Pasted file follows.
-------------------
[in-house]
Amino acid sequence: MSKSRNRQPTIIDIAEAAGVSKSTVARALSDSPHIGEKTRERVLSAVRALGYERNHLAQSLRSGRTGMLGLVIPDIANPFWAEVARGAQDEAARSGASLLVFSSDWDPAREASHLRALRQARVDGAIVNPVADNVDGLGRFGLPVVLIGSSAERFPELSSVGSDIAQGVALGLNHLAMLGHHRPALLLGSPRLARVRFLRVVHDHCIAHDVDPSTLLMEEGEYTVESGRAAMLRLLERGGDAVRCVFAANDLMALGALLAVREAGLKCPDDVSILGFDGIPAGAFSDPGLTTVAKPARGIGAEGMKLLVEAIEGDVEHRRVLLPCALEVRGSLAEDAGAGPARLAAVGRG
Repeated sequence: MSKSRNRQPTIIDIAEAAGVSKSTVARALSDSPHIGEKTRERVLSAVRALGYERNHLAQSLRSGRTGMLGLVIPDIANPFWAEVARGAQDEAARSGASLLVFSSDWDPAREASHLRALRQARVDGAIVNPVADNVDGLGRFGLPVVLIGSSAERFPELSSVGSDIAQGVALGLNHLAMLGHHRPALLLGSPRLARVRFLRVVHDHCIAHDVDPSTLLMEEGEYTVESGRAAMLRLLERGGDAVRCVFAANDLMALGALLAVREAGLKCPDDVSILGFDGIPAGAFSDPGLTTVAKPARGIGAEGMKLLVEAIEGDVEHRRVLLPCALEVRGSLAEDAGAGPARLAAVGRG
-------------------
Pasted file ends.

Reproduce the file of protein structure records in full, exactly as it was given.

[in-house]
Amino acid sequence: MSKSRNRQPTIIDIAEAAGVSKSTVARALSDSPHIGEKTRERVLSAVRALGYERNHLAQSLRSGRTGMLGLVIPDIANPFWAEVARGAQDEAARSGASLLVFSSDWDPAREASHLRALRQARVDGAIVNPVADNVDGLGRFGLPVVLIGSSAERFPELSSVGSDIAQGVALGLNHLAMLGHHRPALLLGSPRLARVRFLRVVHDHCIAHDVDPSTLLMEEGEYTVESGRAAMLRLLERGGDAVRCVFAANDLMALGALLAVREAGLKCPDDVSILGFDGIPAGAFSDPGLTTVAKPARGIGAEGMKLLVEAIEGDVEHRRVLLPCALEVRGSLAEDAGAGPARLAAVGRG
Repeated sequence: MSKSRNRQPTIIDIAEAAGVSKSTVARALSDSPHIGEKTRERVLSAVRALGYERNHLAQSLRSGRTGMLGLVIPDIANPFWAEVARGAQDEAARSGASLLVFSSDWDPAREASHLRALRQARVDGAIVNPVADNVDGLGRFGLPVVLIGSSAERFPELSSVGSDIAQGVALGLNHLAMLGHHRPALLLGSPRLARVRFLRVVHDHCIAHDVDPSTLLMEEGEYTVESGRAAMLRLLERGGDAVRCVFAANDLMALGALLAVREAGLKCPDDVSILGFDGIPAGAFSDPGLTTVAKPARGIGAEGMKLLVEAIEGDVEHRRVLLPCALEVRGSLAEDAGAGPARLAAVGRG